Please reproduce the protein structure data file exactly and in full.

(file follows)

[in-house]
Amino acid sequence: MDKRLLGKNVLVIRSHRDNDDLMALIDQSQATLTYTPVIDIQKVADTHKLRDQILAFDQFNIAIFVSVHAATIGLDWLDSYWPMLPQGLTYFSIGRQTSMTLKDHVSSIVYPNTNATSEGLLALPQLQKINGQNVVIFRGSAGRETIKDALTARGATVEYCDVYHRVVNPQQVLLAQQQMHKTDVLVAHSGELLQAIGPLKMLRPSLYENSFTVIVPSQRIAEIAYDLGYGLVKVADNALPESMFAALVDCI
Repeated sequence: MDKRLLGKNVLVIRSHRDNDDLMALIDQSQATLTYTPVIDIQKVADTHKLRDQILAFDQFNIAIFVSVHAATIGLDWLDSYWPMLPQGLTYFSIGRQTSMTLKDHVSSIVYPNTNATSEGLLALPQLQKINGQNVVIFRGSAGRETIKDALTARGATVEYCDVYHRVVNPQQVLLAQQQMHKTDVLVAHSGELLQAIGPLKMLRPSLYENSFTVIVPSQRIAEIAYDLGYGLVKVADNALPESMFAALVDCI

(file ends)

[in-house]
Amino acid sequence: MDKRLLGKNVLVIRSHRDNDDLMALIDQSQATLTYTPVIDIQKVADTHKLRDQILAFDQFNIAIFVSVHAATIGLDWLDSYWPMLPQGLTYFSIGRQTSMTLKDHVSSIVYPNTNATSEGLLALPQLQKINGQNVVIFRGSAGRETIKDALTARGATVEYCDVYHRVVNPQQVLLAQQQMHKTDVLVAHSGELLQAIGPLKMLRPSLYENSFTVIVPSQRIAEIAYDLGYGLVKVADNALPESMFAALVDCI
Repeated sequence: MDKRLLGKNVLVIRSHRDNDDLMALIDQSQATLTYTPVIDIQKVADTHKLRDQILAFDQFNIAIFVSVHAATIGLDWLDSYWPMLPQGLTYFSIGRQTSMTLKDHVSSIVYPNTNATSEGLLALPQLQKINGQNVVIFRGSAGRETIKDALTARGATVEYCDVYHRVVNPQQVLLAQQQMHKTDVLVAHSGELLQAIGPLKMLRPSLYENSFTVIVPSQRIAEIAYDLGYGLVKVADNALPESMFAALVDCI